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Innovative Catalysis and Small Molecule Activation:
Toward 'Green' Chemistry

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Chemistry made greener

Chemists have created complex molecules using new, environmentally friendly catalysts that make chemical reactions more efficient and reduce pollution and waste.

Climate Change and Environment

Catalysts speed up chemical reactions by lowering the energy required to activate or break chemical bonds. They play a key role in green chemistry, which aims to prevent pollution and reduce non-renewable resource consumption during chemical synthesis. To create new materials and complex biologically active molecules using green chemistry, the EU-funded ICSMAGC (Innovative catalysis and small molecule activation: Toward 'green' chemistry) initiative developed new, high-performance catalysts with unique properties. Researchers invented new ways for these catalysts to selectively break strong bonds in small molecules. They also developed dual catalysts that work together to significantly speed up reactions. To further develop the green concept, researchers tested their reactions in water or other non-toxic, non-polluting solvents. Since many catalysts contain a toxic metal ion that is central to the reaction, the team also developed catalysts containing low-toxicity metals and even non-metals. By the end of the project, ICSMAGC had developed several new types of catalyst that can make and break very challenging bonds. Using these innovative reactions, researchers made chemical compounds called alkenes and indoles, which form the basis of many industrially important products. The uniquely green chemistry developed by ICSMAGC should benefit chemical researchers, chemical industries and society in general by saving resources and reducing waste.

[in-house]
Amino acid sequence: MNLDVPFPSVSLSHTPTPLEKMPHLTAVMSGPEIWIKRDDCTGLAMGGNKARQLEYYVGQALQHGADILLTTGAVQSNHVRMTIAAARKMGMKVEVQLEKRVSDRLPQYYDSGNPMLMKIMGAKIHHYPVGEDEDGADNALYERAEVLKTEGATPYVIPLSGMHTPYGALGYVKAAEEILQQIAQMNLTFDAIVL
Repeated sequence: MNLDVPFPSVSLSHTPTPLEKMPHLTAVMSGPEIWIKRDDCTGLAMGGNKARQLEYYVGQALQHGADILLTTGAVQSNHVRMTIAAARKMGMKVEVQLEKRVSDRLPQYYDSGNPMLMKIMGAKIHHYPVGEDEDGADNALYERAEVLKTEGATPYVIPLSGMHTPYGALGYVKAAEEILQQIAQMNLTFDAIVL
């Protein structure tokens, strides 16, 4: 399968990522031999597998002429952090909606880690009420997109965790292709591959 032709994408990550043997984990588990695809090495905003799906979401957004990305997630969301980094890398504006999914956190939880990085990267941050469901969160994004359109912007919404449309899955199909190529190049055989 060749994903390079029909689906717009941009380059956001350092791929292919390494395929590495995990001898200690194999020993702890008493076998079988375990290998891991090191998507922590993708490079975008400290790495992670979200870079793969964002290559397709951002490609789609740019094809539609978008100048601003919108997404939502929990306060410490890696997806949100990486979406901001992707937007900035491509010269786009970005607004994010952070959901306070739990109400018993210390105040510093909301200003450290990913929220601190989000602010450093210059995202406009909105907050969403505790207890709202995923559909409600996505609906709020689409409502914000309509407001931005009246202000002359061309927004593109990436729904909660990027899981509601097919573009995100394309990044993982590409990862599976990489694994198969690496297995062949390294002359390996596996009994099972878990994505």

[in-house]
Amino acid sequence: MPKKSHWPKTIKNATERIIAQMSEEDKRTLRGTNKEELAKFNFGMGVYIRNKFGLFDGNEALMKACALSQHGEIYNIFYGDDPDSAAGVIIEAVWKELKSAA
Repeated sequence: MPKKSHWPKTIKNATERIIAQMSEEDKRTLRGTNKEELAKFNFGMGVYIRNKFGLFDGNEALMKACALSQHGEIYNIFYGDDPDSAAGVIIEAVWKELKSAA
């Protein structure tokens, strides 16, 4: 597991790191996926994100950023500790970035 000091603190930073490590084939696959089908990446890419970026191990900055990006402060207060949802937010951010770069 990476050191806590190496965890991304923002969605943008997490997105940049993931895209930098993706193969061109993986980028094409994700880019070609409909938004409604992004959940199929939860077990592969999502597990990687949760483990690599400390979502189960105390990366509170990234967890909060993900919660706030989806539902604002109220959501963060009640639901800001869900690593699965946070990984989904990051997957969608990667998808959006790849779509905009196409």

Environmentally friendly catalysts, green chemistry, ICSMAGC, non-polluting solvents, low-toxicity metals

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